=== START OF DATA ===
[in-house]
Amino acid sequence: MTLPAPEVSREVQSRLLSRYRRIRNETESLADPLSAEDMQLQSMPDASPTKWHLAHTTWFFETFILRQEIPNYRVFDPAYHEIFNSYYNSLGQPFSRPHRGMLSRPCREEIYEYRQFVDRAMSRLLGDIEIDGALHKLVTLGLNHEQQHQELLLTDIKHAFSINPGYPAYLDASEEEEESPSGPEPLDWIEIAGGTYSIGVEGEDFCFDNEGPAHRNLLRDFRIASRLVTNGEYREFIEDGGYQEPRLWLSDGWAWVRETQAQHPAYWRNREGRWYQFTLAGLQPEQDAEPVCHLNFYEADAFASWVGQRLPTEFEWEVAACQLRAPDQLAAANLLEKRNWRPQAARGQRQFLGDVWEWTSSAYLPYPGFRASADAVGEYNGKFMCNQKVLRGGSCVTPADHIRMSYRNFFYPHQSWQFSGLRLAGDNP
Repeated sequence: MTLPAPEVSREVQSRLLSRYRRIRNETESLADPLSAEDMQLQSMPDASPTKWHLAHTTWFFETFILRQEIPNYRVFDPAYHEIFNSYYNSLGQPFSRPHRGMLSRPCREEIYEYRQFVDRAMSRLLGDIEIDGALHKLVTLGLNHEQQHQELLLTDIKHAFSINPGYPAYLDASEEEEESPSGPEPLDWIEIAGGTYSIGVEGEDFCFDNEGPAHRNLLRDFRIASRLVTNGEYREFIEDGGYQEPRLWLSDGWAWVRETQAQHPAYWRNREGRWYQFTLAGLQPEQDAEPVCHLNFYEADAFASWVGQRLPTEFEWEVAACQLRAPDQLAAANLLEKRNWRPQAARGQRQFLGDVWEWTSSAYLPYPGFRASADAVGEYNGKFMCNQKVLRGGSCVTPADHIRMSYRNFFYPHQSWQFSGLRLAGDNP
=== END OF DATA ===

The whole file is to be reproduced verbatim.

[in-house]
Amino acid sequence: MTLPAPEVSREVQSRLLSRYRRIRNETESLADPLSAEDMQLQSMPDASPTKWHLAHTTWFFETFILRQEIPNYRVFDPAYHEIFNSYYNSLGQPFSRPHRGMLSRPCREEIYEYRQFVDRAMSRLLGDIEIDGALHKLVTLGLNHEQQHQELLLTDIKHAFSINPGYPAYLDASEEEEESPSGPEPLDWIEIAGGTYSIGVEGEDFCFDNEGPAHRNLLRDFRIASRLVTNGEYREFIEDGGYQEPRLWLSDGWAWVRETQAQHPAYWRNREGRWYQFTLAGLQPEQDAEPVCHLNFYEADAFASWVGQRLPTEFEWEVAACQLRAPDQLAAANLLEKRNWRPQAARGQRQFLGDVWEWTSSAYLPYPGFRASADAVGEYNGKFMCNQKVLRGGSCVTPADHIRMSYRNFFYPHQSWQFSGLRLAGDNP
Repeated sequence: MTLPAPEVSREVQSRLLSRYRRIRNETESLADPLSAEDMQLQSMPDASPTKWHLAHTTWFFETFILRQEIPNYRVFDPAYHEIFNSYYNSLGQPFSRPHRGMLSRPCREEIYEYRQFVDRAMSRLLGDIEIDGALHKLVTLGLNHEQQHQELLLTDIKHAFSINPGYPAYLDASEEEEESPSGPEPLDWIEIAGGTYSIGVEGEDFCFDNEGPAHRNLLRDFRIASRLVTNGEYREFIEDGGYQEPRLWLSDGWAWVRETQAQHPAYWRNREGRWYQFTLAGLQPEQDAEPVCHLNFYEADAFASWVGQRLPTEFEWEVAACQLRAPDQLAAANLLEKRNWRPQAARGQRQFLGDVWEWTSSAYLPYPGFRASADAVGEYNGKFMCNQKVLRGGSCVTPADHIRMSYRNFFYPHQSWQFSGLRLAGDNP